# Integrating with Absolute Value

```Integrating with Absolute Value
• We will integrate these by using the
(sum/difference) rules to separate the function into
several different integrals.
• When integrating a linear function with substitution
it is often best to draw a rough sketch to help you
decide where to break up the integral. This is
especially important if we are finding the definite
integral.
• Remember what an absolute value function looks
like, it takes every part of the function that is below
the x-axis and reflects it back up above the x-axis.
f ( x)  x
f ( x) | x |
This part of the function
is the opposite of the
other part or –f(x).
f ( x)   x
This part of the function
f(x)=x is still the line y=x
f ( x)  x
So an absolute value function is simply a piecewise, it is the positive
part of f(x) and the other part is –f(x).
 x, when x  0
| x | 
 x, when x  0
The cutoff points for x and –x is critical
here, (0,0) we will always want to look
for where the x-intercepts are.
So we will integrate the following function by breaking it up into 2
parts. We need to break it up so we get rid of the absolute value bars.

4
4
0
4
| x | dx  4  xdx  0 xdx
Now simply integrate both new integrals.
Actually integrate both parts and evaluate.
0
4
4
0
   xdx   xdx
If you have this graph
could you also use the
area formula for a
triangle? Are these
two triangles the
same?
• What about when the absolute value function is
transformed? (moved away from (0,0)) We want to
keep the same process in mind. Lets first work with
a left/right transformation.

5
5
| x  3 | dx
• What does this graph actually look like? Make a
quick sketch
• When you add something inside the |bars| then it moves the figure
left, if you subtract something inside the bars it moves it right.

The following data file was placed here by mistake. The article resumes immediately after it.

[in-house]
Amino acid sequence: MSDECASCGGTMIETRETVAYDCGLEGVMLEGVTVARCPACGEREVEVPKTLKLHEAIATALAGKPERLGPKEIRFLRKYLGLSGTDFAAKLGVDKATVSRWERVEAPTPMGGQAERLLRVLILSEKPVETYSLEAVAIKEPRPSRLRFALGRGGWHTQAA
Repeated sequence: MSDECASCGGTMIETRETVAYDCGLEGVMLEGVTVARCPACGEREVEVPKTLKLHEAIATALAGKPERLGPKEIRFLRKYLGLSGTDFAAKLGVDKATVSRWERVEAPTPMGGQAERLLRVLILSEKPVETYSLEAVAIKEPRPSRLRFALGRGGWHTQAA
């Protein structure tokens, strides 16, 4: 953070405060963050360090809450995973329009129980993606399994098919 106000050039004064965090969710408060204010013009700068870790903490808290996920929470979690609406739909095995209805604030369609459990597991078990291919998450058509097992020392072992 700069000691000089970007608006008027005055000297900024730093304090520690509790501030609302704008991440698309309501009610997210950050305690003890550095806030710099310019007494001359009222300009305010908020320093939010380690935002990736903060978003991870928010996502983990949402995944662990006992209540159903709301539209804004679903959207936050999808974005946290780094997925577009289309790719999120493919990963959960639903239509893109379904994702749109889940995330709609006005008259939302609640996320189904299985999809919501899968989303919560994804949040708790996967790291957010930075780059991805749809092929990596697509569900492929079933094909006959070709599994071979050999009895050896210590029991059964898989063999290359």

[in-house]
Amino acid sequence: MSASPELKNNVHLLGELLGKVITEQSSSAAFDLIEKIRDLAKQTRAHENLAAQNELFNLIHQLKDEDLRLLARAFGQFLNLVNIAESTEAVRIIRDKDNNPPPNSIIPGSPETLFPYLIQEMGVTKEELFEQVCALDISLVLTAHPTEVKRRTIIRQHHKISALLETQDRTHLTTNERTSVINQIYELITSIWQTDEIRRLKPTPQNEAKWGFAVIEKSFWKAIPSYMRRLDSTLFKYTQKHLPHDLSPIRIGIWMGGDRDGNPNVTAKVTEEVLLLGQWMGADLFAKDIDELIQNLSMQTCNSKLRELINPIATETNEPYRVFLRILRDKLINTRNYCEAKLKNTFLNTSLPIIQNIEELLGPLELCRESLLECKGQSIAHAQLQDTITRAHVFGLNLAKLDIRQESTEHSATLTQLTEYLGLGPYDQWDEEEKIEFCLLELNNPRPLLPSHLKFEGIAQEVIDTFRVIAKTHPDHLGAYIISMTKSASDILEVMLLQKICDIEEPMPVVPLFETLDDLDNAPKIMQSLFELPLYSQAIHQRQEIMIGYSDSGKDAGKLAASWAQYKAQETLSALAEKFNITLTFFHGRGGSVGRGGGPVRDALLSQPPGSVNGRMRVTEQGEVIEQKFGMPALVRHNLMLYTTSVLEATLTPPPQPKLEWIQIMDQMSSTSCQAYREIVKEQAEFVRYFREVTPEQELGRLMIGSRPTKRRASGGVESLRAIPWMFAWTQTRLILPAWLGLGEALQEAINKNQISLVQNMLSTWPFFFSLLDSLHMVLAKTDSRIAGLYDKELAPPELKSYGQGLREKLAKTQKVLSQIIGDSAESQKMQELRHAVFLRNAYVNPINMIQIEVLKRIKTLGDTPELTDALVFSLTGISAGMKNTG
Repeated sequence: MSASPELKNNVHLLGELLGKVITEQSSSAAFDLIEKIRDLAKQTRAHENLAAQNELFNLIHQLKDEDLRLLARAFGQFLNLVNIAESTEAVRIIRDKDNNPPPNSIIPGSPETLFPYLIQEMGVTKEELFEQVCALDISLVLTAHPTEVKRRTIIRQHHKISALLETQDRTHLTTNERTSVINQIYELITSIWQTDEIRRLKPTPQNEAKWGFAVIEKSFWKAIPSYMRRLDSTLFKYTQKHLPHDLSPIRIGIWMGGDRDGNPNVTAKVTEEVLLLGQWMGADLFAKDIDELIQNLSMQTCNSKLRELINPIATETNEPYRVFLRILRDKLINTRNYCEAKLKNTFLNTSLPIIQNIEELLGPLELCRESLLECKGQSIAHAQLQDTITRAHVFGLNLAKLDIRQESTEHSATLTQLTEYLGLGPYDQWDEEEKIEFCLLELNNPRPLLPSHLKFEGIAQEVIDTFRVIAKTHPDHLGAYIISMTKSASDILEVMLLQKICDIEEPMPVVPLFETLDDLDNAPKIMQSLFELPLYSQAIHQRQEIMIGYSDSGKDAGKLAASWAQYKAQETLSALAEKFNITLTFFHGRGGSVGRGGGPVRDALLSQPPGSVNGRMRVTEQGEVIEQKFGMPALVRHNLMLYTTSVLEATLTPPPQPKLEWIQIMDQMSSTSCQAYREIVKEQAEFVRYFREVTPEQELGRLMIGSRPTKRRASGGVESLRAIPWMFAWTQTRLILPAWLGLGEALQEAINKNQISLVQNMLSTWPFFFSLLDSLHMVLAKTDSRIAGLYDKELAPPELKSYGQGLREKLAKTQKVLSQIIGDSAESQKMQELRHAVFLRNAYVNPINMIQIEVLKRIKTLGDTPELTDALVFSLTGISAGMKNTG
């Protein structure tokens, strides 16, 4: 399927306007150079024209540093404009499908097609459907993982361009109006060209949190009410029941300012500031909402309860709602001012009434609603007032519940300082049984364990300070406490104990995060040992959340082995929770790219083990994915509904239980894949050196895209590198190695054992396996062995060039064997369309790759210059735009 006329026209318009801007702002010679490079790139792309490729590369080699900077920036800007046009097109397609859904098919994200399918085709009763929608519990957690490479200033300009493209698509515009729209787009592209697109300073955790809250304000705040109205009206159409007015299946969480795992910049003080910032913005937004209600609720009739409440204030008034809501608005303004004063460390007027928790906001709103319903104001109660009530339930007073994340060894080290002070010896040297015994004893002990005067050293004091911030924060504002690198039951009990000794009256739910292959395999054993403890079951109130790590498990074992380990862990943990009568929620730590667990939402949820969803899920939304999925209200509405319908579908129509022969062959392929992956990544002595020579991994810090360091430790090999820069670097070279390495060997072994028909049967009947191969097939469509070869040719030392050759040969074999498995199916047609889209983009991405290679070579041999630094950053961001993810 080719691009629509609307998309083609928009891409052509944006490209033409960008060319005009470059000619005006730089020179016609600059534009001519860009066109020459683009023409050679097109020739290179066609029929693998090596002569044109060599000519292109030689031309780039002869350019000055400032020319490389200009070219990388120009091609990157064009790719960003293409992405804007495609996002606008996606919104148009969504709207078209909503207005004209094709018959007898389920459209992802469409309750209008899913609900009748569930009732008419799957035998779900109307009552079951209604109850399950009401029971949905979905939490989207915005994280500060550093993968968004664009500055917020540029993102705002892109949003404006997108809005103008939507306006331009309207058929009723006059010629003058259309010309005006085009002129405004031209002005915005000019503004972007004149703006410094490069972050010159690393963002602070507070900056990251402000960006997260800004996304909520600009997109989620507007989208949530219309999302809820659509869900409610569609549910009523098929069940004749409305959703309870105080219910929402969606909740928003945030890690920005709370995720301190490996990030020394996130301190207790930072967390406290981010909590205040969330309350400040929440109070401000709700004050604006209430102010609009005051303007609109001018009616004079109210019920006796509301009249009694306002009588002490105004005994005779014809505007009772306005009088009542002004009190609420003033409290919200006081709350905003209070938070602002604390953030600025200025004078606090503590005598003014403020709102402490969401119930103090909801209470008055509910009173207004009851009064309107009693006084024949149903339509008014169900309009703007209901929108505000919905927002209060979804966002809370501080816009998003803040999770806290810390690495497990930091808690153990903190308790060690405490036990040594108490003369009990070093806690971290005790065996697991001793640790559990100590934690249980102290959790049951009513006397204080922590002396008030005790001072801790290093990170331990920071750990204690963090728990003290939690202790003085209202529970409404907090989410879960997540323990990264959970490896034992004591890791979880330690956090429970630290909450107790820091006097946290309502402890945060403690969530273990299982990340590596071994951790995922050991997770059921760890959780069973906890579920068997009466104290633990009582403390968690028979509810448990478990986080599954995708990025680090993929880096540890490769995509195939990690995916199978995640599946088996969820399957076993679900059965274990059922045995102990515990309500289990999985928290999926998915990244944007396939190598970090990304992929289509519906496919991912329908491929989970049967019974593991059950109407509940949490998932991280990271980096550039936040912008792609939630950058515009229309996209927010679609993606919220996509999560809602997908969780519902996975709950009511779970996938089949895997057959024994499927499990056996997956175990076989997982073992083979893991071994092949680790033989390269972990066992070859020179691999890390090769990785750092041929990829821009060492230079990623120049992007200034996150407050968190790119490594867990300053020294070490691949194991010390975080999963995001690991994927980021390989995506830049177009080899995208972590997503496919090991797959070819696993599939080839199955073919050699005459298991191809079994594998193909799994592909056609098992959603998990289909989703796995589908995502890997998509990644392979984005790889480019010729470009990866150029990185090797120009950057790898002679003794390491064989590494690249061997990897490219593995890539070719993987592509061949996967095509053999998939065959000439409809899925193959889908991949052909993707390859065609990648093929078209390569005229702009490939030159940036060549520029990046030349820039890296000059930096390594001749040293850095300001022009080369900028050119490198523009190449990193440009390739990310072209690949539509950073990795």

• This changes the x-intercept from (0,0) and in this case puts it at
(-3,0) which is critical for when we integrated the different parts.

3
5
5
( x  3)dx   ( x  3)dx
3
Find the definite integral

3
5
5
( x  3)dx   ( x  3)dx
3
• Now what if we want to move that function up or
down?
f ( x) | x  2 | 2
Find the area under the curve on the
interval of [-4,3]

3
4
(| x  2 | 2)dx
We will still break it up the
absolute value part into parts, but
also will deal with the +2 by itself.

3
4
3
| x  2 | dx   2dx
4

3
4
3
| x  2 | dx   2dx
4
• Now break up the absolute value part.

2
4
3
3
2
4
( x  2)dx   ( x  2)dx   2dx
Integrate and evaluate the definite integral
• Things get a little more tricky when the function becomes nonlinear.
f ( x)  x  3x  4
2
When we take the absolute value of this
function, everything that is below the x-axis
is reflected to the positive side.
f ( x) | x  3x  4 |
2
The key points that determine what region is reflected
over the x-axis are the x-intercepts, we will need to
find those x-intercepts, because we will use them as
our limits of integration for the above shaded part.
(note that the shaded part is the opposite (negative) of
what the original function was.
Steps
• Take the function and factor it to find the x-intercepts. In this case
the x-intercepts are x=-4 and x=1. Those will be the limits of
integration for the “bubbled part”. Break up the absolute value into
the 3 parts and integrate.
2

5
| ( x  3x  4) | dx
2

4
5
( x  3x  4)dx
2
+

1
4
( x 2  3x  4)dx
+

2
1
( x 2  3x  4)dx
Now integrate each part and add up

2
4
( x  3x  4)dx + 
4
5

5
| ( x2  3x  4) | dx
2
1
2
( x  3x  4)dx +  ( x 2  3x  4)dx
2
1
```